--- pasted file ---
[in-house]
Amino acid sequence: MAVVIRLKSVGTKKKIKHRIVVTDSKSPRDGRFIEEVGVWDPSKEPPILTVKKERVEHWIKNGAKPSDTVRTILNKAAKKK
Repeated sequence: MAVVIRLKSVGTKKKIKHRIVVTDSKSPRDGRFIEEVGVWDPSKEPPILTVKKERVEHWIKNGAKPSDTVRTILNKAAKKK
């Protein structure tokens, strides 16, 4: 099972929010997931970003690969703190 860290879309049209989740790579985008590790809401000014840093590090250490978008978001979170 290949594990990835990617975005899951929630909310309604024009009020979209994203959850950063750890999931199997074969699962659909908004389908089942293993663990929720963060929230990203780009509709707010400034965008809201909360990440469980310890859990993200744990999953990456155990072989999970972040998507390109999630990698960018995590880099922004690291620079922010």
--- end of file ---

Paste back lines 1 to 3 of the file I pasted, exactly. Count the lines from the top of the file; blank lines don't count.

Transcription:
[in-house]
Amino acid sequence: MAVVIRLKSVGTKKKIKHRIVVTDSKSPRDGRFIEEVGVWDPSKEPPILTVKKERVEHWIKNGAKPSDTVRTILNKAAKKK
Repeated sequence: MAVVIRLKSVGTKKKIKHRIVVTDSKSPRDGRFIEEVGVWDPSKEPPILTVKKERVEHWIKNGAKPSDTVRTILNKAAKKK